There is an undeniably retro feel to Cameron's work, but she is certainly not mired in the past. "I've been involved in the underground punk and hip hop scenes for years," she
says. "I have always felt an affinity for music that comes from the street or other places of conflict." She goes on to express a "respect for music that admires the resourcefulness of struggling people and demonstrates a distrust for authority." Steph acknowledges that her
core passion, however, remains "folk and blues music."
This ranges from the country blues of Lightnin' Hopkins to the bluegrass of Doc Watson to the vintage '60s folk of Bob Dylan, Dave Van Ronk, Ramblin' Jack Elliott and early Joni Mitchell.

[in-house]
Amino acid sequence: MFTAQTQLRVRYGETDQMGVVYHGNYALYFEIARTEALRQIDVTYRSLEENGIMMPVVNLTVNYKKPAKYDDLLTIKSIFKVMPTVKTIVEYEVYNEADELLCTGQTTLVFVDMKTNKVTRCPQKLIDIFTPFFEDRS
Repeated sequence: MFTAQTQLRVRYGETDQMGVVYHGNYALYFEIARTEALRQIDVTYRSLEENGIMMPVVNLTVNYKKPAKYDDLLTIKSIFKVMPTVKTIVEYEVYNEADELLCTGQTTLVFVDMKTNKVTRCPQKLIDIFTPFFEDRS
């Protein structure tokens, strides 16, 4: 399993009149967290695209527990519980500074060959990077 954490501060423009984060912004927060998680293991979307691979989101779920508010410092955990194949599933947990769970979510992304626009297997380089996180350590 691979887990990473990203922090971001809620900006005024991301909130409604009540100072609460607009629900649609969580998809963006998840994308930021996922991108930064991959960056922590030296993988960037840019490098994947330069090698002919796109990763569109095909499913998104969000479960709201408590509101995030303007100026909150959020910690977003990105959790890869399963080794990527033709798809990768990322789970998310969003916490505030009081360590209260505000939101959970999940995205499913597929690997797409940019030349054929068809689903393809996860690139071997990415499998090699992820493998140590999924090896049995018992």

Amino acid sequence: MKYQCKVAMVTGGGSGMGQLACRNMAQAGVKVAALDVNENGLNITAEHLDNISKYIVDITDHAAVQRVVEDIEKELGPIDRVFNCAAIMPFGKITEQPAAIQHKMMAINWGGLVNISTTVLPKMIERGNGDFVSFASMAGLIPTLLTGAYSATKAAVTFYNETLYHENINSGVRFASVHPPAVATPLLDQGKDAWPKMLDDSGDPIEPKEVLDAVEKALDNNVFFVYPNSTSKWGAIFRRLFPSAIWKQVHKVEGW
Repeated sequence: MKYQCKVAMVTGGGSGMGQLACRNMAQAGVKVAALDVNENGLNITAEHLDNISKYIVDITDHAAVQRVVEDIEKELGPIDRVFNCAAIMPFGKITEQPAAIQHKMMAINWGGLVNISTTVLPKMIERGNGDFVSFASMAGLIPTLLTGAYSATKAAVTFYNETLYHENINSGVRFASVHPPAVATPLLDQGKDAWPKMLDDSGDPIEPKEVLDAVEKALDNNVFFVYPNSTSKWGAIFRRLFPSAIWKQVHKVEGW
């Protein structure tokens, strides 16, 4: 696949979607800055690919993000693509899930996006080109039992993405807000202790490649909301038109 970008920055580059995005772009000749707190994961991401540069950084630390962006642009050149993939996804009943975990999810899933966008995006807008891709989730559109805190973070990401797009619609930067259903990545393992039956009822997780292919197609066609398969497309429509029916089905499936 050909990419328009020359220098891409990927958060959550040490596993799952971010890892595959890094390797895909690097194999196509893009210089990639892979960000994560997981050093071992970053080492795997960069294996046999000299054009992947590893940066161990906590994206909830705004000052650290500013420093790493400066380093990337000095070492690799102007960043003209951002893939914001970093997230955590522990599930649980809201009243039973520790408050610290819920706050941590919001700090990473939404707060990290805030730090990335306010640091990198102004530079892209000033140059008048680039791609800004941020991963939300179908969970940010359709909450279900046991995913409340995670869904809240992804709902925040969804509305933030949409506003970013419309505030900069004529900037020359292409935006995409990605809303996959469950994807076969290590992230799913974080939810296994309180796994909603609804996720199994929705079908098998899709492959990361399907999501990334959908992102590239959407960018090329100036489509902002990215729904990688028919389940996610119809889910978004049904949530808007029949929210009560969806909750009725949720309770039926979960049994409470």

Lyrically, Steph's songs dig deep, drawing upon the experiences and lessons learned from a fascinatingly nomadic and sometimes turbulent lifestyle. Born in Saskatoon, she has since spent time living in East Vancouver, Vancouver Island, and now the Kootenay region of the B.C. interior, as well as logging serious miles traversing the country.
Steph Cameron is now gradually surfacing from the underground, but with ideals intact. With Sad-Eyed Lonesome Lady, she is ready to take her eloquent material and compelling voice public on a much wider scale than simply sharing it with friends around the fire or
passersby on street corners. For that, we can feel very fortunate.
Steph Cameron will be appearing at the Winnipeg Folk Festival later this summer.